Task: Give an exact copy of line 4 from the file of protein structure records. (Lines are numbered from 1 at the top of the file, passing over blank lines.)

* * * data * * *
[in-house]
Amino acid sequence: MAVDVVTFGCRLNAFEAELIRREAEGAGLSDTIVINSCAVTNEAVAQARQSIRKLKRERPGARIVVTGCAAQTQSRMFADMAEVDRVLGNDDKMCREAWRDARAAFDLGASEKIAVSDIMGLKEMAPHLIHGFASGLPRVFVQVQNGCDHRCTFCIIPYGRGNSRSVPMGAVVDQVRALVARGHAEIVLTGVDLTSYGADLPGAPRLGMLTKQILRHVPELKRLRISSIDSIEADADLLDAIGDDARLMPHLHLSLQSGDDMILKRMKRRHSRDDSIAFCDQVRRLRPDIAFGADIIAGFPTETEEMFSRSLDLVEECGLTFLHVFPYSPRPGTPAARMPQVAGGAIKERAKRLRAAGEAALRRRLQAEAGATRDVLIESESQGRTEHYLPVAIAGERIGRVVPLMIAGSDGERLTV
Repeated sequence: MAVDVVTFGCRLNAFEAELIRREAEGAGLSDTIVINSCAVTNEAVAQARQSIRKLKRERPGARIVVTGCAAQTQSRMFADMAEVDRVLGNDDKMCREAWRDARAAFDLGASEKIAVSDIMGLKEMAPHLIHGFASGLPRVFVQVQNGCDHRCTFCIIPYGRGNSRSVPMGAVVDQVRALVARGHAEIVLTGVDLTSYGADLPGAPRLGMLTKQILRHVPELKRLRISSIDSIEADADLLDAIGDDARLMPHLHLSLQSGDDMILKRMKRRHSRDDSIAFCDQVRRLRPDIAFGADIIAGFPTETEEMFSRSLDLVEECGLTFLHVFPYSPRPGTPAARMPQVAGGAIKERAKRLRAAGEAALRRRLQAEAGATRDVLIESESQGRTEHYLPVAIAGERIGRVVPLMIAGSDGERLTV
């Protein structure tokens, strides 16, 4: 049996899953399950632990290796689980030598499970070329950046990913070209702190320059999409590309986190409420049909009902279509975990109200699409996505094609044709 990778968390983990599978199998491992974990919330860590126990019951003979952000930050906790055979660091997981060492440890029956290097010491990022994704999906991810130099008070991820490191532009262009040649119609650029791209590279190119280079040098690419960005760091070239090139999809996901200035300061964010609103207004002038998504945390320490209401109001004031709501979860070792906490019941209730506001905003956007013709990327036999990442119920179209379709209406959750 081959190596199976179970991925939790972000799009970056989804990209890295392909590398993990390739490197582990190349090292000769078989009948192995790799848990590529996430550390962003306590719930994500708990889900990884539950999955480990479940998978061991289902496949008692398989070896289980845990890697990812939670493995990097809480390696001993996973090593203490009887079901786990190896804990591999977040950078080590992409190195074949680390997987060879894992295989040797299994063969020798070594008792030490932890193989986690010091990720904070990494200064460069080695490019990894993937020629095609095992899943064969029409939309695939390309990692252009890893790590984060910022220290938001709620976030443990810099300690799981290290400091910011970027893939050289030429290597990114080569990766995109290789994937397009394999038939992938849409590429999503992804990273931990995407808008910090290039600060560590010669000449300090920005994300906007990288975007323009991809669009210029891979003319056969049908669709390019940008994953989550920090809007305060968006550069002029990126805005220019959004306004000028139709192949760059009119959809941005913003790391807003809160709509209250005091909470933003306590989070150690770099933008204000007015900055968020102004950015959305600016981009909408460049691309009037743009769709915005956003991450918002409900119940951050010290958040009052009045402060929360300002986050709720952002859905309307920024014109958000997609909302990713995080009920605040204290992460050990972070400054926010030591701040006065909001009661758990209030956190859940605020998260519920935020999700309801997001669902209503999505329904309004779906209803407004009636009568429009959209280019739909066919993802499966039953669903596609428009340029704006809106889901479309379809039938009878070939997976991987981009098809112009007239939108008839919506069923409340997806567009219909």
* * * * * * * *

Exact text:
């Protein structure tokens, strides 16, 4: 049996899953399950632990290796689980030598499970070329950046990913070209702190320059999409590309986190409420049909009902279509975990109200699409996505094609044709 990778968390983990599978199998491992974990919330860590126990019951003979952000930050906790055979660091997981060492440890029956290097010491990022994704999906991810130099008070991820490191532009262009040649119609650029791209590279190119280079040098690419960005760091070239090139999809996901200035300061964010609103207004002038998504945390320490209401109001004031709501979860070792906490019941209730506001905003956007013709990327036999990442119920179209379709209406959750 081959190596199976179970991925939790972000799009970056989804990209890295392909590398993990390739490197582990190349090292000769078989009948192995790799848990590529996430550390962003306590719930994500708990889900990884539950999955480990479940998978061991289902496949008692398989070896289980845990890697990812939670493995990097809480390696001993996973090593203490009887079901786990190896804990591999977040950078080590992409190195074949680390997987060879894992295989040797299994063969020798070594008792030490932890193989986690010091990720904070990494200064460069080695490019990894993937020629095609095992899943064969029409939309695939390309990692252009890893790590984060910022220290938001709620976030443990810099300690799981290290400091910011970027893939050289030429290597990114080569990766995109290789994937397009394999038939992938849409590429999503992804990273931990995407808008910090290039600060560590010669000449300090920005994300906007990288975007323009991809669009210029891979003319056969049908669709390019940008994953989550920090809007305060968006550069002029990126805005220019959004306004000028139709192949760059009119959809941005913003790391807003809160709509209250005091909470933003306590989070150690770099933008204000007015900055968020102004950015959305600016981009909408460049691309009037743009769709915005956003991450918002409900119940951050010290958040009052009045402060929360300002986050709720952002859905309307920024014109958000997609909302990713995080009920605040204290992460050990972070400054926010030591701040006065909001009661758990209030956190859940605020998260519920935020999700309801997001669902209503999505329904309004779906209803407004009636009568429009959209280019739909066919993802499966039953669903596609428009340029704006809106889901479309379809039938009878070939997976991987981009098809112009007239939108008839919506069923409340997806567009219909």